Map of the Spanish region of Andalusia in the early 17th century.
At the beginning of 17th century, Spain underwent rapid development and Andalusia was no exception. On the contrary, it was one of the most influential and prosperous regions under the Spanish Crown. Given its strategic position, the cities of Seville and Cadiz were gateways for all goods imported to Europe from the Spanish colonies. This was Palos de la Frontera, a port on the Atlantic coast of Andalusia, and from where Christopher Columbus departed from on his voyage in 1492. Many Andalusians participated in his expeditions and later became responsible for organising shipping lines between Spain and the colonies. Following the fall of Grenada in the same year, Muslim rule on the peninsula ended and Islam was pronounced an illegal religion in Spain. In the years to come, the Moorish population was forced to convert to Christianity and scattered throughout the other parts of Spain.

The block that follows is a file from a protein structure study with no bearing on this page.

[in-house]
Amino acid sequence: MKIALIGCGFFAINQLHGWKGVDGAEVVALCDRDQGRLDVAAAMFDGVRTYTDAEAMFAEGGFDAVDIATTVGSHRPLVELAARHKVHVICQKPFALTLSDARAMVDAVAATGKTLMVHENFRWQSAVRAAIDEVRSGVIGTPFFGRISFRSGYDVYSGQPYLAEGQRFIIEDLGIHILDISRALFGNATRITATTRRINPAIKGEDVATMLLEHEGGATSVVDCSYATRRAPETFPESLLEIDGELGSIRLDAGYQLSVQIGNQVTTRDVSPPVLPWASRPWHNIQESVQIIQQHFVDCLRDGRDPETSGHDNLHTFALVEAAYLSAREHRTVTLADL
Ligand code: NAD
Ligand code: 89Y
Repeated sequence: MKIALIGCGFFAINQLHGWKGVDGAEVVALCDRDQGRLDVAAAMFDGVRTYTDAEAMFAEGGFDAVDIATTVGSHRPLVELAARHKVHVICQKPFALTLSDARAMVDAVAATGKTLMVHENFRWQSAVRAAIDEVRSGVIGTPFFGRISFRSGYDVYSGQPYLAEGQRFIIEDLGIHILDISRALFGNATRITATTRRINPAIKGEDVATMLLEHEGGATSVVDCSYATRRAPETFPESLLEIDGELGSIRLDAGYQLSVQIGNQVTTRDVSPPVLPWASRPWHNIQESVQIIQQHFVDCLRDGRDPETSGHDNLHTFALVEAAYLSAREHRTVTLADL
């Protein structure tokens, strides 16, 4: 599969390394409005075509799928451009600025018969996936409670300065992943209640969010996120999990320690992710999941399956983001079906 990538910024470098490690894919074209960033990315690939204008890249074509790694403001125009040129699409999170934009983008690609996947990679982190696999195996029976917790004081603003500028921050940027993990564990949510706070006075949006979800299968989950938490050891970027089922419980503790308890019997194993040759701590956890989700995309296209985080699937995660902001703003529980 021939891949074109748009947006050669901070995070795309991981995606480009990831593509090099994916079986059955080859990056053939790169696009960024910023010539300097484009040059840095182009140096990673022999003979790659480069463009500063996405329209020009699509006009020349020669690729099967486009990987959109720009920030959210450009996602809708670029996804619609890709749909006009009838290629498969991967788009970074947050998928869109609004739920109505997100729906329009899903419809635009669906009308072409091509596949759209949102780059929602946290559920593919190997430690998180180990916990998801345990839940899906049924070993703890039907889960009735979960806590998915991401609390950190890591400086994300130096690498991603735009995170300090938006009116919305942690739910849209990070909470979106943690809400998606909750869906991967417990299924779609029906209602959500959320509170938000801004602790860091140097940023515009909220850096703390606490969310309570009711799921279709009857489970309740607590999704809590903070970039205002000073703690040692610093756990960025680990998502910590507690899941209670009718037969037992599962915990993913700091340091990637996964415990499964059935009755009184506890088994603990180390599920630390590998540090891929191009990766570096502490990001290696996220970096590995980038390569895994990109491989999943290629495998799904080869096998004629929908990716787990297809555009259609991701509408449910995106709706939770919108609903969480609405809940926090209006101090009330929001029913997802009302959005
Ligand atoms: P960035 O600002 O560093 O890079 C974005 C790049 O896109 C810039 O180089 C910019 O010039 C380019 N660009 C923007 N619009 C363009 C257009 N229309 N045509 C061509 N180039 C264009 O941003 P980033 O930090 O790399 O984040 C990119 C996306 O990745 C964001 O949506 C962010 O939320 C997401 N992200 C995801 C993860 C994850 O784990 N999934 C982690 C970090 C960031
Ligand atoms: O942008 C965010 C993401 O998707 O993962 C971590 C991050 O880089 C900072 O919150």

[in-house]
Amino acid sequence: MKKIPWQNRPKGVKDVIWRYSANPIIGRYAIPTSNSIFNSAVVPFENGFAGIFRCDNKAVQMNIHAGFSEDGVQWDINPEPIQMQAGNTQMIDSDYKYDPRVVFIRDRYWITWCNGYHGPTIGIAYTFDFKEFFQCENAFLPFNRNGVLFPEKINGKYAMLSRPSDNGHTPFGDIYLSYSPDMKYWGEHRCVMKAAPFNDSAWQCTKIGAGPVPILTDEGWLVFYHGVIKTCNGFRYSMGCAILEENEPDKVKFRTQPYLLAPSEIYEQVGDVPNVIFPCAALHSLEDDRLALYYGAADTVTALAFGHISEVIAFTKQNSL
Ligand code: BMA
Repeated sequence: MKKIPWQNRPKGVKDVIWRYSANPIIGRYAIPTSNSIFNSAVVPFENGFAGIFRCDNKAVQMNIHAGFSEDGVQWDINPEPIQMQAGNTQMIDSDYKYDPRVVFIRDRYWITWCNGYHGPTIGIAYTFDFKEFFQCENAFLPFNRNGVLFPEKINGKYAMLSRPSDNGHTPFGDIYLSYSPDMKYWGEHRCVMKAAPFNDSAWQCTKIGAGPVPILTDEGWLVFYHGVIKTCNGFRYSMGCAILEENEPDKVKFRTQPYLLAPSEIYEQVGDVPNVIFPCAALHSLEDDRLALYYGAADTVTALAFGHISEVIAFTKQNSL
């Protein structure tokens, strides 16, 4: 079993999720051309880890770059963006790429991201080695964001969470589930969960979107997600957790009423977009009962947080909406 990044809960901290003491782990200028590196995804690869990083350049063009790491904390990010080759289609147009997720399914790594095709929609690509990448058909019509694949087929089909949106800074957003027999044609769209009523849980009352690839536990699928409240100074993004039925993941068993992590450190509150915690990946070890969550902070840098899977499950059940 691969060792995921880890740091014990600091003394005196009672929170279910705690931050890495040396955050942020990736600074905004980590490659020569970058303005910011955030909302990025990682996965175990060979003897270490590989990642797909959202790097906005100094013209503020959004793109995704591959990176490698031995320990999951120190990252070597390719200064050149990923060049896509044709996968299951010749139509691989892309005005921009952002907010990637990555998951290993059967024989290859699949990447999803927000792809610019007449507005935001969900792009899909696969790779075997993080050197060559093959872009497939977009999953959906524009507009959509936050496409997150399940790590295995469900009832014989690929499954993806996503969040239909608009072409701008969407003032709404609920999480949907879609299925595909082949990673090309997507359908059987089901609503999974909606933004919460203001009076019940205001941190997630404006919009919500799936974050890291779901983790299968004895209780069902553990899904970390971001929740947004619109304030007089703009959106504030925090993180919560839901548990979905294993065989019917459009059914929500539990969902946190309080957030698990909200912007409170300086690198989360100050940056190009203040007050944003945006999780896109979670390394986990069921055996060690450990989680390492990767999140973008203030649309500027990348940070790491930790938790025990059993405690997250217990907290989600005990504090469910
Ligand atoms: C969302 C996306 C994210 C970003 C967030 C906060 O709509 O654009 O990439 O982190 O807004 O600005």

At the time this map was printed, i.e. about one hundred years after Columbus’ expedition, the trade between The New World and Spain was booming, and Andalusia took a large share of the profit. The economic boom was a breeding ground for the Spanish Golden Age, an era in Spanish history where major works of art in painting, music, and literature were created. This era is represented by the famous painter Diego Velasquez, an Andalusian native, and Miguel Cervantes Saavedra, who spent several years of his life in Seville.
Jean Canavaggio’s biography “Cervantes” presents the Golden Spanish Age through the life and work of this famous Spanish author.